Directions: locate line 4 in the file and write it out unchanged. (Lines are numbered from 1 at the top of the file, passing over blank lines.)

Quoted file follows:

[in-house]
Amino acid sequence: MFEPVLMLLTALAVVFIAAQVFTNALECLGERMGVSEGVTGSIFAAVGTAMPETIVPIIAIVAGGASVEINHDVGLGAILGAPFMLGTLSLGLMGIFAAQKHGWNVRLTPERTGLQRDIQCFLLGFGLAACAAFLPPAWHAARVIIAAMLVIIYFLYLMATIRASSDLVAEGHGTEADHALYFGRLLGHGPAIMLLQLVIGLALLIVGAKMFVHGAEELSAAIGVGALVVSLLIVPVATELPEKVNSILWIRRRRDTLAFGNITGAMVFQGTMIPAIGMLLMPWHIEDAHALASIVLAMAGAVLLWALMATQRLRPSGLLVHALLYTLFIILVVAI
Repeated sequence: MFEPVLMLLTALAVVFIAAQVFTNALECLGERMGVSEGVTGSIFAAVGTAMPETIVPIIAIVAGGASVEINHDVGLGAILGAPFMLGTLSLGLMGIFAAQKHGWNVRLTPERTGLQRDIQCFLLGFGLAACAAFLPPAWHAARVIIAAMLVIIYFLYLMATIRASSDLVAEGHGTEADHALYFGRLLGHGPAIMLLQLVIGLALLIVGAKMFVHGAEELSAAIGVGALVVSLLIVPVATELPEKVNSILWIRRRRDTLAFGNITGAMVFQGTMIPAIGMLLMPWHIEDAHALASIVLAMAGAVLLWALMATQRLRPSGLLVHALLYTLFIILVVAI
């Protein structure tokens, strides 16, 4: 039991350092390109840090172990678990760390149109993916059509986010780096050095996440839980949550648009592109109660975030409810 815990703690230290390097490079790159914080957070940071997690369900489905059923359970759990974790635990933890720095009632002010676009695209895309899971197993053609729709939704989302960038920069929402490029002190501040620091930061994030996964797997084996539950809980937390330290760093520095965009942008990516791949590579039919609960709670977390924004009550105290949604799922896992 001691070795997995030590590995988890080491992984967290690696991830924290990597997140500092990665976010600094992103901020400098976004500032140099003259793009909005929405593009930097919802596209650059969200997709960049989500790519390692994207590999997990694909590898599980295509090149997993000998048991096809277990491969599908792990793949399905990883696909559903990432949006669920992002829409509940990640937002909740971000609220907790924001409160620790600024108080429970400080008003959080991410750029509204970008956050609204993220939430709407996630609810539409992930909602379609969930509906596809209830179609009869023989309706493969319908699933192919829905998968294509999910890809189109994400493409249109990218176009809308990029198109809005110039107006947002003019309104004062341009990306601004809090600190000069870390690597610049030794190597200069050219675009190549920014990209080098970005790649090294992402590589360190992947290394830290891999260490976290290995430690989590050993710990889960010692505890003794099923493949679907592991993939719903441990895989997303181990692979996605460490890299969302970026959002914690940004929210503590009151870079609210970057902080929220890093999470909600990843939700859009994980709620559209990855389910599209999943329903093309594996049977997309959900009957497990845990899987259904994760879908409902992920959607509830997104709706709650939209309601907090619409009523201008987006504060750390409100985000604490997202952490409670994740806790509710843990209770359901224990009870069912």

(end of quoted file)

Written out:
């Protein structure tokens, strides 16, 4: 039991350092390109840090172990678990760390149109993916059509986010780096050095996440839980949550648009592109109660975030409810 815990703690230290390097490079790159914080957070940071997690369900489905059923359970759990974790635990933890720095009632002010676009695209895309899971197993053609729709939704989302960038920069929402490029002190501040620091930061994030996964797997084996539950809980937390330290760093520095965009942008990516791949590579039919609960709670977390924004009550105290949604799922896992 001691070795997995030590590995988890080491992984967290690696991830924290990597997140500092990665976010600094992103901020400098976004500032140099003259793009909005929405593009930097919802596209650059969200997709960049989500790519390692994207590999997990694909590898599980295509090149997993000998048991096809277990491969599908792990793949399905990883696909559903990432949006669920992002829409509940990640937002909740971000609220907790924001409160620790600024108080429970400080008003959080991410750029509204970008956050609204993220939430709407996630609810539409992930909602379609969930509906596809209830179609009869023989309706493969319908699933192919829905998968294509999910890809189109994400493409249109990218176009809308990029198109809005110039107006947002003019309104004062341009990306601004809090600190000069870390690597610049030794190597200069050219675009190549920014990209080098970005790649090294992402590589360190992947290394830290891999260490976290290995430690989590050993710990889960010692505890003794099923493949679907592991993939719903441990895989997303181990692979996605460490890299969302970026959002914690940004929210503590009151870079609210970057902080929220890093999470909600990843939700859009994980709620559209990855389910599209999943329903093309594996049977997309959900009957497990845990899987259904994760879908409902992920959607509830997104709706709650939209309601907090619409009523201008987006504060750390409100985000604490997202952490409670994740806790509710843990209770359901224990009870069912």